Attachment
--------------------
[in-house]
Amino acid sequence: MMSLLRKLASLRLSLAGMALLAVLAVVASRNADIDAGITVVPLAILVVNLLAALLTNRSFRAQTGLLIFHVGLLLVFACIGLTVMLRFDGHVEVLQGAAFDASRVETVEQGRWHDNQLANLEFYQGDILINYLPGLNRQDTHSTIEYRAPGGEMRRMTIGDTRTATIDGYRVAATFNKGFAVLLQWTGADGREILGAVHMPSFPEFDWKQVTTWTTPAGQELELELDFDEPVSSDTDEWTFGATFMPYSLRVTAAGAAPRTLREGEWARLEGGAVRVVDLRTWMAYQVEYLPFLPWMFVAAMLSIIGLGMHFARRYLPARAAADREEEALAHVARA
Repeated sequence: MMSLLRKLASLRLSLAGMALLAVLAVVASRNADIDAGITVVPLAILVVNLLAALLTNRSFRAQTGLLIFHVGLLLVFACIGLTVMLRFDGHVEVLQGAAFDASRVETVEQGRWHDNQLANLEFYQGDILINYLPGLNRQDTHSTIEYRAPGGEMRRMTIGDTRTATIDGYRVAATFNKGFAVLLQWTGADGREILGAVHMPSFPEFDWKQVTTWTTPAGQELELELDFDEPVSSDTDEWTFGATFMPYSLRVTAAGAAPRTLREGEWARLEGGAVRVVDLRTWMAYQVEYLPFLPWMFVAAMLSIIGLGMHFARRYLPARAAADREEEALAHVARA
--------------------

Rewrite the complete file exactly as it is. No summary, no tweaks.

[in-house]
Amino acid sequence: MMSLLRKLASLRLSLAGMALLAVLAVVASRNADIDAGITVVPLAILVVNLLAALLTNRSFRAQTGLLIFHVGLLLVFACIGLTVMLRFDGHVEVLQGAAFDASRVETVEQGRWHDNQLANLEFYQGDILINYLPGLNRQDTHSTIEYRAPGGEMRRMTIGDTRTATIDGYRVAATFNKGFAVLLQWTGADGREILGAVHMPSFPEFDWKQVTTWTTPAGQELELELDFDEPVSSDTDEWTFGATFMPYSLRVTAAGAAPRTLREGEWARLEGGAVRVVDLRTWMAYQVEYLPFLPWMFVAAMLSIIGLGMHFARRYLPARAAADREEEALAHVARA
Repeated sequence: MMSLLRKLASLRLSLAGMALLAVLAVVASRNADIDAGITVVPLAILVVNLLAALLTNRSFRAQTGLLIFHVGLLLVFACIGLTVMLRFDGHVEVLQGAAFDASRVETVEQGRWHDNQLANLEFYQGDILINYLPGLNRQDTHSTIEYRAPGGEMRRMTIGDTRTATIDGYRVAATFNKGFAVLLQWTGADGREILGAVHMPSFPEFDWKQVTTWTTPAGQELELELDFDEPVSSDTDEWTFGATFMPYSLRVTAAGAAPRTLREGEWARLEGGAVRVVDLRTWMAYQVEYLPFLPWMFVAAMLSIIGLGMHFARRYLPARAAADREEEALAHVARA